• Section 302 — Corporate Responsibility for Financial Reports. Public company officers must confirm the reliability of quarterly and annual financial statements.
  • Section 404 — Management Assessment of Internal Controls. All publicly traded companies must submit an annual report to the SEC on the effectiveness of their internal accounting controls. The independent company auditor must also attest to the accuracy of the report. (While not explicitly defined, IT general controls are included in the scope of Section 404 compliance).
  • Section 409 — Real-Time Issuer Disclosures. Public companies must stay abreast of and declare material changes in their financial condition or operations within 48 hours. (While not specifically defined, a major breach in information security has the potential to cause a significant deficiency or material weakness in the internal control structure.)

The primary focus for SOX compliance has been Section 404. Management must consider the extent to which threats and vulnerabilities in the corporate computing environment can represent a significant deficiency or material weakness in the internal control structure. They must ensure that the systems, services, devices, and data involved in the production of corporate financial records and financial reporting are appropriately isolated, that physical and logical access is appropriately restricted, and that all controls are thoroughly tested and documented on a routine basis.

The SOX Challenge: Improving the Accuracy and Reliability of Financial Reporting Though SOX can positively affect corporate governance by improving the internal control structure, compliance presents significant challenges, particularly for IT organizations. The IT general controls are very closely scrutinized during the annual audit, because virtually all of the company’s financial data resides on network servers. IT departments must provide detailed information to internal and external auditors about the IT general controls protecting financial reporting data and processes. Network administrators need the ability to use existing technology to manage and report on access controls related to the target environment, and provide documented evidence of the reliability of those controls.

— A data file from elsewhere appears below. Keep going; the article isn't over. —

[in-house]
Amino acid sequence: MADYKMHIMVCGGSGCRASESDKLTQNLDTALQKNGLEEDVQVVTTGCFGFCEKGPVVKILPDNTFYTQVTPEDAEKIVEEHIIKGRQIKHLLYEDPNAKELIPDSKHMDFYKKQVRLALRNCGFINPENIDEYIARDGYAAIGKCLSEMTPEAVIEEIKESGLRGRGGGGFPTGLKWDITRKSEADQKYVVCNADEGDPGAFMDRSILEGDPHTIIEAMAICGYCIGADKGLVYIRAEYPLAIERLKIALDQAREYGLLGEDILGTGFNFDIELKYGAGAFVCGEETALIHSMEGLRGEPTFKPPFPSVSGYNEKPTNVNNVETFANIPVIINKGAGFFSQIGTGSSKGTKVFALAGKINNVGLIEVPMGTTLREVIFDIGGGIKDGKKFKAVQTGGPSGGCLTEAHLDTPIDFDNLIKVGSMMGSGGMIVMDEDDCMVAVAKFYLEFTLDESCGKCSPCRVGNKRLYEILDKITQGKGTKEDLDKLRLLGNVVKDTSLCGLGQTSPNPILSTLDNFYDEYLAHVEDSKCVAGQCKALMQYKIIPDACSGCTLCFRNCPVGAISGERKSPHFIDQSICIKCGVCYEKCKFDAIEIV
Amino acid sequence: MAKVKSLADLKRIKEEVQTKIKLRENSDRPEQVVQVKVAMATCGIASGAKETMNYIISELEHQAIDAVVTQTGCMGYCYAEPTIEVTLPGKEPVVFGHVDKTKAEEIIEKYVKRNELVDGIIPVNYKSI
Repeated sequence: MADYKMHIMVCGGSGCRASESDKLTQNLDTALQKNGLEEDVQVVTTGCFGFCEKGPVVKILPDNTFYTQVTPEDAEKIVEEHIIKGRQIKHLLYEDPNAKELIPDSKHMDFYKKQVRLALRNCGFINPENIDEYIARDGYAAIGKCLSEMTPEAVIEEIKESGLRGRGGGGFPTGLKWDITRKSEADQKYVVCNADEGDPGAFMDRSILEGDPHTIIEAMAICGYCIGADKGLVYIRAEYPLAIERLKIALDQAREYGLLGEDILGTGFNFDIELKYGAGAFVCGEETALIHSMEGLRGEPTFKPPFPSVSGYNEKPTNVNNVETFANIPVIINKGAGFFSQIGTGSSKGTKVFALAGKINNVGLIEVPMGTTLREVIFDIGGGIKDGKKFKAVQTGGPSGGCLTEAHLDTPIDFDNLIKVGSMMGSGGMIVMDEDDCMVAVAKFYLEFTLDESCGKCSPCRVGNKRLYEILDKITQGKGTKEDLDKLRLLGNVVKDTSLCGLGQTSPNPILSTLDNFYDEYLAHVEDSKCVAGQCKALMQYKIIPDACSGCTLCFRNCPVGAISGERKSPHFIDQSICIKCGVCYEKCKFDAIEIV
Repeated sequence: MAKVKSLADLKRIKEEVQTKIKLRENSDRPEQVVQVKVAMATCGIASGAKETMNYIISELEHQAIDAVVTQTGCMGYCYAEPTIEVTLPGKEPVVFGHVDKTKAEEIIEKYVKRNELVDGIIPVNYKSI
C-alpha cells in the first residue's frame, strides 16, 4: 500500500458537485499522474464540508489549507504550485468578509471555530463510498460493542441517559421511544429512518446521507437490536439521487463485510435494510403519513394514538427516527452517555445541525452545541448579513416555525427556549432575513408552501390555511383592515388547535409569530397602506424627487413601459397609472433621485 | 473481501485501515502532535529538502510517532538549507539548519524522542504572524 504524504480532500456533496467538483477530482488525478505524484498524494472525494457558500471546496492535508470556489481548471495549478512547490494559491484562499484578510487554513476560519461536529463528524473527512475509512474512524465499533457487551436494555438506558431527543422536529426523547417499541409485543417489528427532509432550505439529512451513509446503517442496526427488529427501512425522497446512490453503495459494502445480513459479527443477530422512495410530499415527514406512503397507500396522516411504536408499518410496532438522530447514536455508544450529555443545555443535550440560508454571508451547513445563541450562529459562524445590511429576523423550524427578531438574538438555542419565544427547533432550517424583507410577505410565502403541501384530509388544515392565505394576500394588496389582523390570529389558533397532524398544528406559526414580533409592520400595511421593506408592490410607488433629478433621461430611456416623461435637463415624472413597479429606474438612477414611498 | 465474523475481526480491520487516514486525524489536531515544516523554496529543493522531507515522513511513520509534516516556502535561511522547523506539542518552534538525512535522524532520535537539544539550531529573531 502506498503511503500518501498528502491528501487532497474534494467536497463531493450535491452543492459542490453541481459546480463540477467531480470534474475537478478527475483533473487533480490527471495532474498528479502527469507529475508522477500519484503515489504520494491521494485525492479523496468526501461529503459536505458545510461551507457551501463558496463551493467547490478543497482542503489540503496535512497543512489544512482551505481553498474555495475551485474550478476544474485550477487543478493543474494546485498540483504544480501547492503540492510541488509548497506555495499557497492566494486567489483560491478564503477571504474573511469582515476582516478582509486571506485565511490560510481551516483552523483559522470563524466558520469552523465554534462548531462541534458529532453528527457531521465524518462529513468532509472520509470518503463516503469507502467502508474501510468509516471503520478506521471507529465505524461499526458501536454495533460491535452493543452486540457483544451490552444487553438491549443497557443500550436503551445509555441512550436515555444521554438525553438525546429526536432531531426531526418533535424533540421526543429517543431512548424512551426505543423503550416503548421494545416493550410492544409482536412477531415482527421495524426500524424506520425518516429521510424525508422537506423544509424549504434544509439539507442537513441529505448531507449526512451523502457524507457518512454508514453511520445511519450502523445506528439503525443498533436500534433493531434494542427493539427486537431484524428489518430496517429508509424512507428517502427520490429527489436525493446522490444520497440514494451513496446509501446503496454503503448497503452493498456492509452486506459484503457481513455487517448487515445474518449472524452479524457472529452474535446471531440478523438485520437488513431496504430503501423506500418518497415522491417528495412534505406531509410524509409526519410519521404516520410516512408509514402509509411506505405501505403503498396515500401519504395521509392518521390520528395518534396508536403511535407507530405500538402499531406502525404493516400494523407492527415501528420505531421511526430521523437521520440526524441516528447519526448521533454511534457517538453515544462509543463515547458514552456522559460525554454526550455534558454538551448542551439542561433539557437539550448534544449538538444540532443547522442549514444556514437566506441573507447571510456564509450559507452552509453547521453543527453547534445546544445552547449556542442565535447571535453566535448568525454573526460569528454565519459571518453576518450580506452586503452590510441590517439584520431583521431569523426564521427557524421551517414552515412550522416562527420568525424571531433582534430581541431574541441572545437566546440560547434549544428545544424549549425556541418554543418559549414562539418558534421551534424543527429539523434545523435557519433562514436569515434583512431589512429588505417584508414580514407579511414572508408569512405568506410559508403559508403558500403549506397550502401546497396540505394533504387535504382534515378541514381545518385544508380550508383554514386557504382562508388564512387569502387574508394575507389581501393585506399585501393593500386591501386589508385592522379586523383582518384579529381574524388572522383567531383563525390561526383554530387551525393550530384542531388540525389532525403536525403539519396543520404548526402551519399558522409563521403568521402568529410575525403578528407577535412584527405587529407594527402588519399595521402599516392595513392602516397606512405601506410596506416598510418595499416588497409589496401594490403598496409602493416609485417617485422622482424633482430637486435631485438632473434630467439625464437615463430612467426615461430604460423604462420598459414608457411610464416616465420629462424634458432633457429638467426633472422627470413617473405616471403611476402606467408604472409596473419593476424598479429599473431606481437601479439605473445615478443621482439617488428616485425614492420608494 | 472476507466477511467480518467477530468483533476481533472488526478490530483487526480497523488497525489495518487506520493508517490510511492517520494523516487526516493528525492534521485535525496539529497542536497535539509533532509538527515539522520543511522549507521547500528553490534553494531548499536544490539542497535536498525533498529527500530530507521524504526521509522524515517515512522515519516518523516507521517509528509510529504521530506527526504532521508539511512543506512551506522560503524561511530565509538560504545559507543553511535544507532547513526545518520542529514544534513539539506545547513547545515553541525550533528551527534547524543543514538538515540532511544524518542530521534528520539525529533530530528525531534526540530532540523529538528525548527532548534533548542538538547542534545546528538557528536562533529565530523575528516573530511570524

SOX mandates accountability and requires each organization to examine the effectiveness of their approach to information security. To be effective, an information security solution must demonstrate that IT general controls are managed and monitored over time. The solution should also ensure that all systems, services, devices, data, and every personnel that touches financial data and reporting processes are secured.

Financial information security is a complex task requiring a broad security strategy. Organizations must not only achieve SOX compliance — but also maintain it continuously.

Publicly traded companies must to do the following in support of Section 404:

  • Ensure that the IT security administration monitors and logs security activity and identified security violations.
  • Review a sample of problems or incident reports, to consider if the issues were addressed in a timely manner.
  • Determine if the organization’s procedures include audit trail facilities for incident tracking.
  • Review a sample of problems recorded on the problem-management system to consider if a proper audit trail exists and is used.
  • Ensure that system-event data are sufficiently retained to provide chronological information and logs to enable the review, examination, and reconstruction of system and data processing.

Identify all systems, services, devices, data, and personnel that participate in the production of financial data and financial reporting

  • Isolate this target environment from the rest of the corporate computing network
  • Restrict physical and logical access to the target
  • Monitor physical and logical access to the target